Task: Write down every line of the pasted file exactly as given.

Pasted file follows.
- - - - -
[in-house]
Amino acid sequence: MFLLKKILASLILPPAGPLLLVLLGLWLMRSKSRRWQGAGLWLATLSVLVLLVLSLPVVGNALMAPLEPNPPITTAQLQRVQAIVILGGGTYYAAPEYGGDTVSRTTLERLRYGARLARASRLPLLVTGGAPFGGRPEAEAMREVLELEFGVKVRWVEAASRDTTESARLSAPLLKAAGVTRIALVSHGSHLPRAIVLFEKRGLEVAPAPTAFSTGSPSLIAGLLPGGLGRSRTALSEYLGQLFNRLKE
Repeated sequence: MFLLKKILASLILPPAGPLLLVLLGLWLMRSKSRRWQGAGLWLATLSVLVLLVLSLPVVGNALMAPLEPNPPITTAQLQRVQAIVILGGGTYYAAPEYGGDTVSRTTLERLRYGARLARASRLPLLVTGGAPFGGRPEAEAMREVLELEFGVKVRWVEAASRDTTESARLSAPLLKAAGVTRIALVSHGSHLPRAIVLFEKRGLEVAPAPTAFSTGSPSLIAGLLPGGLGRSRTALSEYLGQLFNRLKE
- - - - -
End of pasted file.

[in-house]
Amino acid sequence: MFLLKKILASLILPPAGPLLLVLLGLWLMRSKSRRWQGAGLWLATLSVLVLLVLSLPVVGNALMAPLEPNPPITTAQLQRVQAIVILGGGTYYAAPEYGGDTVSRTTLERLRYGARLARASRLPLLVTGGAPFGGRPEAEAMREVLELEFGVKVRWVEAASRDTTESARLSAPLLKAAGVTRIALVSHGSHLPRAIVLFEKRGLEVAPAPTAFSTGSPSLIAGLLPGGLGRSRTALSEYLGQLFNRLKE
Repeated sequence: MFLLKKILASLILPPAGPLLLVLLGLWLMRSKSRRWQGAGLWLATLSVLVLLVLSLPVVGNALMAPLEPNPPITTAQLQRVQAIVILGGGTYYAAPEYGGDTVSRTTLERLRYGARLARASRLPLLVTGGAPFGGRPEAEAMREVLELEFGVKVRWVEAASRDTTESARLSAPLLKAAGVTRIALVSHGSHLPRAIVLFEKRGLEVAPAPTAFSTGSPSLIAGLLPGGLGRSRTALSEYLGQLFNRLKE